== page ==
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Global Innovation Initiative

The aim of this project is to develop a better understanding of human thermal comfort in residential and commercial buildings across the globe, and to identify and exploit opportunities for natural ventilation, mixed-mode strategies and other low-energy techniques that provide air movement, such as evaporative cooling, to reduce energy demand. A combination of field measurements and computer modelling will enable us to better understand the unique transient and dynamic conditions in these low energy buildings and how we can simultaneously achieve reduced energy consumption with enhanced thermal comfort.

A growing body of evidence has established links between climate change and the carbon dioxide (CO2) emissions that arise from energy production and consumption. In 2010, annual CO2 emissions from the building sector were estimated to be 9500 Mt, equating to one-third of the world’s total CO2 emissions. The energy used for space cooling and heating accounts for the majority of CO2 emissions from buildings. Demand for this energy is driven by the basic human need for thermal comfort and good Indoor Air Quality (IAQ). With people typically spending 90% of their time indoors, the qualities of the indoor environment can have a significant impact on people’s health and well-being. But the current energy-intensive paradigms for conditioning the indoor environments, together with a changing global climate, have the potential to unleash an unprecedented growth in energy demand in the next few years. The combination of global warming and increase in purchasing power by growing economies bring forward a serious threat that air-conditioning will proliferate throughout the global residential sector, with potentially disastrous consequences for further energy demand and climate change.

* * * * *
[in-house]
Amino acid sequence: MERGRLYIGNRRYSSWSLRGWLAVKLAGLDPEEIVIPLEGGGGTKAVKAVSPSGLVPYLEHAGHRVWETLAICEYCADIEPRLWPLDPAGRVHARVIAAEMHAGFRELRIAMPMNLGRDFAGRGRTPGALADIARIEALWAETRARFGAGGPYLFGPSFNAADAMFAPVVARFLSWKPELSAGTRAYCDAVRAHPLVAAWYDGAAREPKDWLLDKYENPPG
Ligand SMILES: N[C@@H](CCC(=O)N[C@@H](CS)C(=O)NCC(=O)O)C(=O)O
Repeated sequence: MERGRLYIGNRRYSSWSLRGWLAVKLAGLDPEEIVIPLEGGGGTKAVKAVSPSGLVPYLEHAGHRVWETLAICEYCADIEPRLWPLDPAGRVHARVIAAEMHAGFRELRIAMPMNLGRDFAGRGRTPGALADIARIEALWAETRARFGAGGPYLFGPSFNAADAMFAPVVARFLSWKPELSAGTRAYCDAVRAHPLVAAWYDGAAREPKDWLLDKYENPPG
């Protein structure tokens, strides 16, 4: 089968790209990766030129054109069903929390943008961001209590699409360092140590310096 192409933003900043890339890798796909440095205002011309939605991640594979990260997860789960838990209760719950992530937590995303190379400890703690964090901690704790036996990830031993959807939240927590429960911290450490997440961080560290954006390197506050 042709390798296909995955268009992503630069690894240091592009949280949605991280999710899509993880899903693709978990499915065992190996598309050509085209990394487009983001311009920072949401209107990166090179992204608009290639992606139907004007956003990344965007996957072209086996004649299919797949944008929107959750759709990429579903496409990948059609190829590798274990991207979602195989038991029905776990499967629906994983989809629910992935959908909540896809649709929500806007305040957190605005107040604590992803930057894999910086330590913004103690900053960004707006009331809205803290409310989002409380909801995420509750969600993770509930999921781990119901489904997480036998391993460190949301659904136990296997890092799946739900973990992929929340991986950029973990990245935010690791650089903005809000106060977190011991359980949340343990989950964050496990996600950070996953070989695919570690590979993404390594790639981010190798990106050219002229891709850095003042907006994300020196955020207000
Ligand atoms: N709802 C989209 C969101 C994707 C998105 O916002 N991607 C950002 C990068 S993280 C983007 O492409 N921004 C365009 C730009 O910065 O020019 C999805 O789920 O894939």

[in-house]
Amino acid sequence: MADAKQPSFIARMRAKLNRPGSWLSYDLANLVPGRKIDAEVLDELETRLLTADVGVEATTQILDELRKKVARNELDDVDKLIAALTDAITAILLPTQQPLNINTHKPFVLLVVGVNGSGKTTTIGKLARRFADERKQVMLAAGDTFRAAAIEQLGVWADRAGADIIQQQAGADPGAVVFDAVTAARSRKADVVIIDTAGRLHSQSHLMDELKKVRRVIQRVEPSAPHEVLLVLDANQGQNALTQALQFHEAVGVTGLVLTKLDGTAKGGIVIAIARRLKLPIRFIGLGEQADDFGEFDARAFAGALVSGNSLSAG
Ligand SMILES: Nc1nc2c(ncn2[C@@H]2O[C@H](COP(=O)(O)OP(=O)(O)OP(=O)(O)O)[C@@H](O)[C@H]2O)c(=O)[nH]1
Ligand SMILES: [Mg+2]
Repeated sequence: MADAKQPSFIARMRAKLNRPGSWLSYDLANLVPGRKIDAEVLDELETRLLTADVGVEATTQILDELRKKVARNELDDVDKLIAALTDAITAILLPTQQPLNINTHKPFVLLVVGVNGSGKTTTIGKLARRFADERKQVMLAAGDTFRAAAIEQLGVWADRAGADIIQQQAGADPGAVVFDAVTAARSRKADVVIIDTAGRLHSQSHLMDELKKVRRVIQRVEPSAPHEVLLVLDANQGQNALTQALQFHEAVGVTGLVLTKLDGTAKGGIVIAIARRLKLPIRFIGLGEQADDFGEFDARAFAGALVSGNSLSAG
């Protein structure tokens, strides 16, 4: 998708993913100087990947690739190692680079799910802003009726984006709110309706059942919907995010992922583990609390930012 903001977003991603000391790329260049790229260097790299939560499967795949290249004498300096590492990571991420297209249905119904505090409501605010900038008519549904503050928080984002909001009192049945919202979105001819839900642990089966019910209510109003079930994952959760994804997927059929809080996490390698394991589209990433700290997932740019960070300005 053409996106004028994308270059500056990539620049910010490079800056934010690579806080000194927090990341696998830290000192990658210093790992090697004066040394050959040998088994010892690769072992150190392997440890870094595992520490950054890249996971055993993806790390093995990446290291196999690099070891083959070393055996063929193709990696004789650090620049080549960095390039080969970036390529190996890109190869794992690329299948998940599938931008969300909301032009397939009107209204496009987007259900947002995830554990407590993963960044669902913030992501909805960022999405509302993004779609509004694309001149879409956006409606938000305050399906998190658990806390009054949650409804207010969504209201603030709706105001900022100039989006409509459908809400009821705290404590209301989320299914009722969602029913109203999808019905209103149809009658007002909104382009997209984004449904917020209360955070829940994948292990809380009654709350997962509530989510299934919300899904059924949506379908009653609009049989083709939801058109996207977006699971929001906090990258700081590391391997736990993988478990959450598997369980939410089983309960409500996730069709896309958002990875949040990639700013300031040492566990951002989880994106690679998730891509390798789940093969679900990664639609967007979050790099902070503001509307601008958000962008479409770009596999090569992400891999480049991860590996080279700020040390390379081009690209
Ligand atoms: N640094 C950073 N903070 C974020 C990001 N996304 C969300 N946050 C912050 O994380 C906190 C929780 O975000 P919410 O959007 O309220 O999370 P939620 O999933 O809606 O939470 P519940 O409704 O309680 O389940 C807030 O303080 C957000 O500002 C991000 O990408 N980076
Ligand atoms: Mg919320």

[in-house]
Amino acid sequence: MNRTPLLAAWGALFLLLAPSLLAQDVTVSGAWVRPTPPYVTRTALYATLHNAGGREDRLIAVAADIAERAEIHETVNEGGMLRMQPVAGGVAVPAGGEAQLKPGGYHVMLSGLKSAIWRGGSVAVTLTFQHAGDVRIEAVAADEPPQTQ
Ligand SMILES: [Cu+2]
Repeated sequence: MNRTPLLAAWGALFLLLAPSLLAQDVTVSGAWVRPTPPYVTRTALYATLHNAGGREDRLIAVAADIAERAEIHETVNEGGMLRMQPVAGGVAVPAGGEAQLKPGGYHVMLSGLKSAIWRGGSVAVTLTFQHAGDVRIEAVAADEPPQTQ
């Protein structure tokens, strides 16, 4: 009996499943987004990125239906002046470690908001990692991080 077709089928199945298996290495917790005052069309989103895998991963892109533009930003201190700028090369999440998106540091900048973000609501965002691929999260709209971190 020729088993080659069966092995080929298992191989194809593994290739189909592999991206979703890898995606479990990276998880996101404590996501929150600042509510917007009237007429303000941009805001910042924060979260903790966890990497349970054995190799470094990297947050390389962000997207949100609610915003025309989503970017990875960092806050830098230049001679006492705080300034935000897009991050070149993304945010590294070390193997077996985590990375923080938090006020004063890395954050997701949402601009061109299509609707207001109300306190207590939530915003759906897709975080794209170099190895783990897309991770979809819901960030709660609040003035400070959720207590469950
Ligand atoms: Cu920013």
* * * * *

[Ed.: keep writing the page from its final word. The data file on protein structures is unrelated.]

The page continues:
Part of the solution for minimizing residential air-conditioning is likely to include encouraging higher levels of air movement at warmer temperatures, but it is not clear how best to incorporate this into the design and operation of residential buildings in order to reduce air-conditioning use. An important reason for this lack of understanding is the inherently dynamic qualities of indoor air motion and the human response to it, which have been difficult to quantify.

To date, global understanding of thermal comfort and IAQ is well developed for commercial buildings that use air-conditioning (the most energy intensive method of providing indoor comfort). Since the 1950s such buildings have predominantly had sealed envelopes and require continuous mechanical conditioning. Natural ventilation, in which operable windows allow occupants to harness the forces of wind and temperature difference to provide comfortable indoor conditions, can deliver significant energy savings for many types of buildings when operated in conjunction with properly controlled air-conditioning. This arrangement is known as mixed-mode. However, the building industry lacks information on how to design these buildings in a contemporary context so that they perform well.


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